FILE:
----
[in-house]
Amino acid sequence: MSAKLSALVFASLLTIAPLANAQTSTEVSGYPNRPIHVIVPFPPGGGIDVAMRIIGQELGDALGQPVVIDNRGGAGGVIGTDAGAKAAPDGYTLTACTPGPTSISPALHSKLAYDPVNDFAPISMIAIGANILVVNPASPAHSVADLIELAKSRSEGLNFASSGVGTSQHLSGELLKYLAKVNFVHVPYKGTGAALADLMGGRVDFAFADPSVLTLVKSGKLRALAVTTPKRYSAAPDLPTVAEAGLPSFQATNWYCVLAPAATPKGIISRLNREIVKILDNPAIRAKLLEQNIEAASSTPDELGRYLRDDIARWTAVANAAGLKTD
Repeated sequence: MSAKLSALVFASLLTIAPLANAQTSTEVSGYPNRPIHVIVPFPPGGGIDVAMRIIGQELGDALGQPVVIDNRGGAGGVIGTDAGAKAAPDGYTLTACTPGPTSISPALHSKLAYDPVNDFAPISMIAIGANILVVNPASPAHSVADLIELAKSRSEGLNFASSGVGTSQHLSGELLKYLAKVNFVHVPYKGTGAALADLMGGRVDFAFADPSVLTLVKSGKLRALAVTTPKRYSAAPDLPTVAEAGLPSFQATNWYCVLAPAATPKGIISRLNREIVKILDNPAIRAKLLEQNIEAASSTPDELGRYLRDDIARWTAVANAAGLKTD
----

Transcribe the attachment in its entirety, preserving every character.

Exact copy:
[in-house]
Amino acid sequence: MSAKLSALVFASLLTIAPLANAQTSTEVSGYPNRPIHVIVPFPPGGGIDVAMRIIGQELGDALGQPVVIDNRGGAGGVIGTDAGAKAAPDGYTLTACTPGPTSISPALHSKLAYDPVNDFAPISMIAIGANILVVNPASPAHSVADLIELAKSRSEGLNFASSGVGTSQHLSGELLKYLAKVNFVHVPYKGTGAALADLMGGRVDFAFADPSVLTLVKSGKLRALAVTTPKRYSAAPDLPTVAEAGLPSFQATNWYCVLAPAATPKGIISRLNREIVKILDNPAIRAKLLEQNIEAASSTPDELGRYLRDDIARWTAVANAAGLKTD
Repeated sequence: MSAKLSALVFASLLTIAPLANAQTSTEVSGYPNRPIHVIVPFPPGGGIDVAMRIIGQELGDALGQPVVIDNRGGAGGVIGTDAGAKAAPDGYTLTACTPGPTSISPALHSKLAYDPVNDFAPISMIAIGANILVVNPASPAHSVADLIELAKSRSEGLNFASSGVGTSQHLSGELLKYLAKVNFVHVPYKGTGAALADLMGGRVDFAFADPSVLTLVKSGKLRALAVTTPKRYSAAPDLPTVAEAGLPSFQATNWYCVLAPAATPKGIISRLNREIVKILDNPAIRAKLLEQNIEAASSTPDELGRYLRDDIARWTAVANAAGLKTD